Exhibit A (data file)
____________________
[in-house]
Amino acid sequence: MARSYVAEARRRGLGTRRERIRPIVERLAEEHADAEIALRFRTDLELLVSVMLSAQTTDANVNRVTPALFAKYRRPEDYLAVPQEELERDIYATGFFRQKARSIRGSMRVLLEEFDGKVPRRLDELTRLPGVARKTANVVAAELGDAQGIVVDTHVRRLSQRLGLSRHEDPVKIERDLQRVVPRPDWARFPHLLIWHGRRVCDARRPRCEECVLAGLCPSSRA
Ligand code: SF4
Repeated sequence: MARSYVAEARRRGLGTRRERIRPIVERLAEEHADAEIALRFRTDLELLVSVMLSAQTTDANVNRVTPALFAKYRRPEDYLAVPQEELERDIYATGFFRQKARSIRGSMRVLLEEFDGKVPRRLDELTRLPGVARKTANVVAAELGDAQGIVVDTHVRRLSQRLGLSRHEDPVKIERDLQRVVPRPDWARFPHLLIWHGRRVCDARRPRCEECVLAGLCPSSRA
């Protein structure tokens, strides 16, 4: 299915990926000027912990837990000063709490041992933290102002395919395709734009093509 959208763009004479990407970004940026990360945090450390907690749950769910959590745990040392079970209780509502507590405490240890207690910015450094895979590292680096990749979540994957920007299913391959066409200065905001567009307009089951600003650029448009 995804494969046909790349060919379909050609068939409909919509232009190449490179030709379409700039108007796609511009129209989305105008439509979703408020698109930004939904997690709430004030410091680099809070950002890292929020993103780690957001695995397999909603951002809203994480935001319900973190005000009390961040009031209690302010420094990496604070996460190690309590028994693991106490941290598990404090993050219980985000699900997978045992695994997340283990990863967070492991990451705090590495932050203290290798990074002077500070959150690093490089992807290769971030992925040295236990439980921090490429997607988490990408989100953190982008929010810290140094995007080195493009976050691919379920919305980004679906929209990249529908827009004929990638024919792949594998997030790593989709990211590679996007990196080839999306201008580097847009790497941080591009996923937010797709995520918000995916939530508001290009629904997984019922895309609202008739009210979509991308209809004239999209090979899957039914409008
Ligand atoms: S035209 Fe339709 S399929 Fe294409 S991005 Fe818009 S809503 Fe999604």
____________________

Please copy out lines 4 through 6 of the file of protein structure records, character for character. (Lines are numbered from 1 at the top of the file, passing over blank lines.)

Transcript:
Repeated sequence: MARSYVAEARRRGLGTRRERIRPIVERLAEEHADAEIALRFRTDLELLVSVMLSAQTTDANVNRVTPALFAKYRRPEDYLAVPQEELERDIYATGFFRQKARSIRGSMRVLLEEFDGKVPRRLDELTRLPGVARKTANVVAAELGDAQGIVVDTHVRRLSQRLGLSRHEDPVKIERDLQRVVPRPDWARFPHLLIWHGRRVCDARRPRCEECVLAGLCPSSRA
């Protein structure tokens, strides 16, 4: 299915990926000027912990837990000063709490041992933290102002395919395709734009093509 959208763009004479990407970004940026990360945090450390907690749950769910959590745990040392079970209780509502507590405490240890207690910015450094895979590292680096990749979540994957920007299913391959066409200065905001567009307009089951600003650029448009 995804494969046909790349060919379909050609068939409909919509232009190449490179030709379409700039108007796609511009129209989305105008439509979703408020698109930004939904997690709430004030410091680099809070950002890292929020993103780690957001695995397999909603951002809203994480935001319900973190005000009390961040009031209690302010420094990496604070996460190690309590028994693991106490941290598990404090993050219980985000699900997978045992695994997340283990990863967070492991990451705090590495932050203290290798990074002077500070959150690093490089992807290769971030992925040295236990439980921090490429997607988490990408989100953190982008929010810290140094995007080195493009976050691919379920919305980004679906929209990249529908827009004929990638024919792949594998997030790593989709990211590679996007990196080839999306201008580097847009790497941080591009996923937010797709995520918000995916939530508001290009629904997984019922895309609202008739009210979509991308209809004239999209090979899957039914409008
Ligand atoms: S035209 Fe339709 S399929 Fe294409 S991005 Fe818009 S809503 Fe999604």